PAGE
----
Emma protesting for pay parity for teachers, 24 years ago. (Image: supplied)

How does your cultural background intersect with your feminism?

EE: More and more, I think. I’m very conscious of that and I have a lot of role models that I look to when I’m thinking about feminist issues and making sure that I’m checking in with the Māori side of things.

And I should say, your dad’s Māori.

EE: Yeah, but most of what I’ve learnt has been through mentors later in life. It’s difficult because issues aren’t the same for all women. There are different issues for Pākehā women versus Māori women, versus recent immigrant women.

I think in the past women of colour have had their issues kind of swept up in these global movements. The rise of corporate feminism with a ‘lean in’ type Sheryl Sandberg approach, which doesn’t account for the lived experiences of women who don’t earn a lot of money, or are marginalised in other ways. It’s really intertwined and it’s the check that I have all the time about why am I doing this and who am I doing it for?

What was the cultural makeup of the Women’s Centre? Was it mostly Pākehā women?

CS: Yeah, mostly Pākehā women. We talked about holding space for Māori women if they ever wanted to come but we felt that we weren’t a bi-cultural organisation, we were a Pākehā organisation so of course what we had to offer was for everyone, but it was for Māori women to come if they wanted to.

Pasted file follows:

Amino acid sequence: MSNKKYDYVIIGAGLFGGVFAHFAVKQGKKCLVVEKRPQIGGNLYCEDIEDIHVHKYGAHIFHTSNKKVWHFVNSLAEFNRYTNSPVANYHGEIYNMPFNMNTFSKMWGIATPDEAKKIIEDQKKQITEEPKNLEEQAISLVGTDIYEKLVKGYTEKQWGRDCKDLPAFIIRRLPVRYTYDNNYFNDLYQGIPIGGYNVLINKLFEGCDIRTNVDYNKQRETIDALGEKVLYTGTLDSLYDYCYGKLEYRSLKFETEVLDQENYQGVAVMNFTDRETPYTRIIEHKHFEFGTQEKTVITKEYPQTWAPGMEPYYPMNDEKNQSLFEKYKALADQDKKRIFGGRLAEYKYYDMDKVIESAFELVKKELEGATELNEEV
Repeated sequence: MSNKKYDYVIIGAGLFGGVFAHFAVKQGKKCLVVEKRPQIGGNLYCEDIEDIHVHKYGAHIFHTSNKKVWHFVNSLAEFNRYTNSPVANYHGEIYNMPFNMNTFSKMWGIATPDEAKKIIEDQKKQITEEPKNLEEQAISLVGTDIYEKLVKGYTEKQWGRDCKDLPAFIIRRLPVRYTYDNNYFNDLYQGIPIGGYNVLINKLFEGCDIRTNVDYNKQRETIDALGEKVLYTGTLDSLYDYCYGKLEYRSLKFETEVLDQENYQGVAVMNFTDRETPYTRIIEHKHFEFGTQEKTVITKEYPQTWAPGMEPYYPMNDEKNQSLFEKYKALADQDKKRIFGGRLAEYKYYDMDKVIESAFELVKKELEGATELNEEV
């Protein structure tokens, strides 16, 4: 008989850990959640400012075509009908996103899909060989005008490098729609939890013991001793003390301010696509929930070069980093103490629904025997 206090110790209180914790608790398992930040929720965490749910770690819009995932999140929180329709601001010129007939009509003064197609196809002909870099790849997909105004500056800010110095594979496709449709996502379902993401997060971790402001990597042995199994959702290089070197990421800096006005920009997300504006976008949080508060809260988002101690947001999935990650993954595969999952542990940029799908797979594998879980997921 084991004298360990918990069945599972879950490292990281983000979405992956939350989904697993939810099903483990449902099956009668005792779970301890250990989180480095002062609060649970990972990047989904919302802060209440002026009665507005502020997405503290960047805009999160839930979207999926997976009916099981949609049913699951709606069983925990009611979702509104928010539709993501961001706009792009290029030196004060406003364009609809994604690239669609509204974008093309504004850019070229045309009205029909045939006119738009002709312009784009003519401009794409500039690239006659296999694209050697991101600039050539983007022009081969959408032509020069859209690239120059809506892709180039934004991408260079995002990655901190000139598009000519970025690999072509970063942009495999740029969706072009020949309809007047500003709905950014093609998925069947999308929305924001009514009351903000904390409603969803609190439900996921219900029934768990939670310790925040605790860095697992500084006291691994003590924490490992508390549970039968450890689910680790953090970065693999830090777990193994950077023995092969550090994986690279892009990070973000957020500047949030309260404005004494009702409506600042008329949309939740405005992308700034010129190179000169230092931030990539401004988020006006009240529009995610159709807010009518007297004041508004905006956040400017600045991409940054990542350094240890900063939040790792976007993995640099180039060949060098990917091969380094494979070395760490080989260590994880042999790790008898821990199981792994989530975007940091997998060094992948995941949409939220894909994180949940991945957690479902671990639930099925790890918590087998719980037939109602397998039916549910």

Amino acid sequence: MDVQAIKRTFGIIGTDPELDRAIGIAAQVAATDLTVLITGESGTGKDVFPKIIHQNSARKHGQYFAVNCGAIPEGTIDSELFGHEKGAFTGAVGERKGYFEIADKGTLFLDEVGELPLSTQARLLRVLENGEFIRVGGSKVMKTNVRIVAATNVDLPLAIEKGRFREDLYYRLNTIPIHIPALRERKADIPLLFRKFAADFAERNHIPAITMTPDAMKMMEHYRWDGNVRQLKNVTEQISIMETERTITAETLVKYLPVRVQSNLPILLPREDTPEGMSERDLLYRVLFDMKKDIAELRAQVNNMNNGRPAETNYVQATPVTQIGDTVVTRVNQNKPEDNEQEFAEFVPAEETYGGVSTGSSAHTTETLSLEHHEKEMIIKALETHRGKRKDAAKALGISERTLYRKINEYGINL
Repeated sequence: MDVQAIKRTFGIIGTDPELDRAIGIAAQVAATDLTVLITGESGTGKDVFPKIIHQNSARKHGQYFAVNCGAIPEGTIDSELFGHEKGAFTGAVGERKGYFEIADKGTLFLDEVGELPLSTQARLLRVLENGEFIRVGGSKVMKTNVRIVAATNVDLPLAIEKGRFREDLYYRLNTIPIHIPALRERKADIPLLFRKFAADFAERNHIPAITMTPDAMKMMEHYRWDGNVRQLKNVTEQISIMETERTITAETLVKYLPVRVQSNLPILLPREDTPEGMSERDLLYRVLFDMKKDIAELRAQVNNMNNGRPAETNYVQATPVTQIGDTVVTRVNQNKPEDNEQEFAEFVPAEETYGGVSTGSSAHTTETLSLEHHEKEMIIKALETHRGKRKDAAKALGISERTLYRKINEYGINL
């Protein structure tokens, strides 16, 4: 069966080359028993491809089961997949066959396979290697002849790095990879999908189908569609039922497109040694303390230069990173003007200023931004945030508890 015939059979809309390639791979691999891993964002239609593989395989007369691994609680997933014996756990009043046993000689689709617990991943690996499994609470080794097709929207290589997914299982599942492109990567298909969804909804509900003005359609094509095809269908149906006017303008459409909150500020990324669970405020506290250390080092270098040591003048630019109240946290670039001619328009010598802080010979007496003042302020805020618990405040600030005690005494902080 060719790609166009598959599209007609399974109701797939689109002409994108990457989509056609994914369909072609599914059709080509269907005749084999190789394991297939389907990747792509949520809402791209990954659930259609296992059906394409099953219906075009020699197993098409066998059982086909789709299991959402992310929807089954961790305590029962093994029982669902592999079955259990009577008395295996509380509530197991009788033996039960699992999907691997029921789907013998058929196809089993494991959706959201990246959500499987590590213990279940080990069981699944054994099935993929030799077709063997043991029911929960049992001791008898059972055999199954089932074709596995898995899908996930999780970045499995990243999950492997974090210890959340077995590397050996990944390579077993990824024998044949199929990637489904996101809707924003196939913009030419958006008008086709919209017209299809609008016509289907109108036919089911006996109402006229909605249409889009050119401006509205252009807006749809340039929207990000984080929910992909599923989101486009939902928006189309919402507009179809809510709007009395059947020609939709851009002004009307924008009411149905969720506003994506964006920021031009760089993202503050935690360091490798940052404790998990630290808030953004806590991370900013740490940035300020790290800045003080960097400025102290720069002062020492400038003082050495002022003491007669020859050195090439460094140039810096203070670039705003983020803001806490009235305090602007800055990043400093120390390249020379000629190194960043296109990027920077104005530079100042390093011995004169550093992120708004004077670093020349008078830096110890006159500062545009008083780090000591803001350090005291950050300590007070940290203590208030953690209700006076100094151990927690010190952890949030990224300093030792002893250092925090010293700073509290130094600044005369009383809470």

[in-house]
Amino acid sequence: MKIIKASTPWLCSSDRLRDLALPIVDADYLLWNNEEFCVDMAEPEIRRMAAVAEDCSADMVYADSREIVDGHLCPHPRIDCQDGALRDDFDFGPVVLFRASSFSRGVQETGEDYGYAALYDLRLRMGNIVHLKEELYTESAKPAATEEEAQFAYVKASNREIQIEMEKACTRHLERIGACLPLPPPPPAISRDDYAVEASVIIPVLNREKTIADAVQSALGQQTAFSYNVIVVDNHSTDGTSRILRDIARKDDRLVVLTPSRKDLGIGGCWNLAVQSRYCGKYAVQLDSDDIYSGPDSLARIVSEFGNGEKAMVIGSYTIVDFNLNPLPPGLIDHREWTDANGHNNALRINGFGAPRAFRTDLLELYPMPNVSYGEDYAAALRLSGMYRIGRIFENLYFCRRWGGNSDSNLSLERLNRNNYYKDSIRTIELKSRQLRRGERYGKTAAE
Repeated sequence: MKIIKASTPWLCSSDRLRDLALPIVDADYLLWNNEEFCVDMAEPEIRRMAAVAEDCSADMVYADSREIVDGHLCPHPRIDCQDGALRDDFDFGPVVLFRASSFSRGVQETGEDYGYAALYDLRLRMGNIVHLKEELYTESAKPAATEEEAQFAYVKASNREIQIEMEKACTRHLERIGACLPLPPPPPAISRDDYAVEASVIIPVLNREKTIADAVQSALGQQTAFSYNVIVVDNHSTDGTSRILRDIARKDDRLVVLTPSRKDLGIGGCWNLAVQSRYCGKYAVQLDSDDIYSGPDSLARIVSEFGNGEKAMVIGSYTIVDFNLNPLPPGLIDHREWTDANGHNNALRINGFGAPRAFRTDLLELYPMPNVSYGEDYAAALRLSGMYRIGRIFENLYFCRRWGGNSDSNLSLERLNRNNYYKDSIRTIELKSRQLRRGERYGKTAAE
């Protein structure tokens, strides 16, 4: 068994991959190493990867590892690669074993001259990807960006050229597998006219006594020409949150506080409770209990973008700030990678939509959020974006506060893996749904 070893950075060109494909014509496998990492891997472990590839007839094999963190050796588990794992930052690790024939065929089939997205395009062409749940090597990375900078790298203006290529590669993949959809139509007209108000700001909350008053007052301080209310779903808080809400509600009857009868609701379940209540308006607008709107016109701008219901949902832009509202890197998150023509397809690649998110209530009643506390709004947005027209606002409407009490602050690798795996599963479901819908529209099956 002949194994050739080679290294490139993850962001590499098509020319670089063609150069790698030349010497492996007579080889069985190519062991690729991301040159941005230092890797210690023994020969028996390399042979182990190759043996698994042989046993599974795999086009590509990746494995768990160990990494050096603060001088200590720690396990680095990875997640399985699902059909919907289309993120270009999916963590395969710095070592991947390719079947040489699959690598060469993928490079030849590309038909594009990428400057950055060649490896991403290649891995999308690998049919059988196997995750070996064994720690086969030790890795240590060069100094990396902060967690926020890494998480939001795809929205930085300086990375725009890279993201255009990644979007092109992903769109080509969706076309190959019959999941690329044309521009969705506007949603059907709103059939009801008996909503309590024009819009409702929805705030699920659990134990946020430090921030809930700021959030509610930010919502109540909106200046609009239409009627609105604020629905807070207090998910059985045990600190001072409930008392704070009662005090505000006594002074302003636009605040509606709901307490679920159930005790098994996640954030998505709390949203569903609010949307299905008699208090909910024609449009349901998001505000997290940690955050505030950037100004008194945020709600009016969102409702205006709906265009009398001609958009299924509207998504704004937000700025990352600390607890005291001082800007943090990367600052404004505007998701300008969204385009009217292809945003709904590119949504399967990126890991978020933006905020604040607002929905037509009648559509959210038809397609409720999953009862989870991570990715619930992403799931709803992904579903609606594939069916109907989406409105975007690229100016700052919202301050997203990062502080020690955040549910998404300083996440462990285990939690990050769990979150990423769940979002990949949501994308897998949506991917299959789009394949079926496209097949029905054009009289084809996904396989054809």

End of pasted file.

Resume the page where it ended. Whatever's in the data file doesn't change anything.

So the onus was on them to reach out to you?

CS: Yeah, yeah.

Is that still the same now, do you know?

CS: Pretty much. There is a Māori Caucus now, this is how many years later?

20 years later?

CS: Yeah, so they’re just a small group. It is a growing thing.

EE: But I think that’s really important to acknowledge, that we are Pākehā and that’s what we’re doing and that’s something we have to offer rather than bolt on, ‘we’ll get a thing over here, then we’ll be able to say we’re bi-cultural’.

I think that’s where some of the damage has been done, where you have allies saying “oh yup we’re gonna do it, I’m gonna do a course on tikanga and then I’ll be able offer culturally safe services for Māori. The reality is, like you said, that you create a space and then we come and fill it or you just support–

– other spaces.

EE: –Yeah, and support what they want to do in their own places.

CS: We would support if the local marae were doing anything, we would support and we would get invited, and have a stand and do that kind of thing.

So there was a lot of grassroots stuff, from the sounds of it?

CS: Yeah it was totally grassroots, yup.

You’re studying medicine, Emma. There wouldn’t be a lot of people in your class with the same background as you, is that a fair assumption?

EE: No one in the world has the same background as me! I have a very confusing looking CV. It’s nice now when I’m in my clinical part of training in hospital placements, that finally it serves a purpose and generally I can find something to connect with people about. My heart actually goes out to the students that have come straight out of school. You’re armed with so little to be able to connect with people when you haven’t experienced anything, and that’s particularly true with patients, but also with teachers and the hospital environment.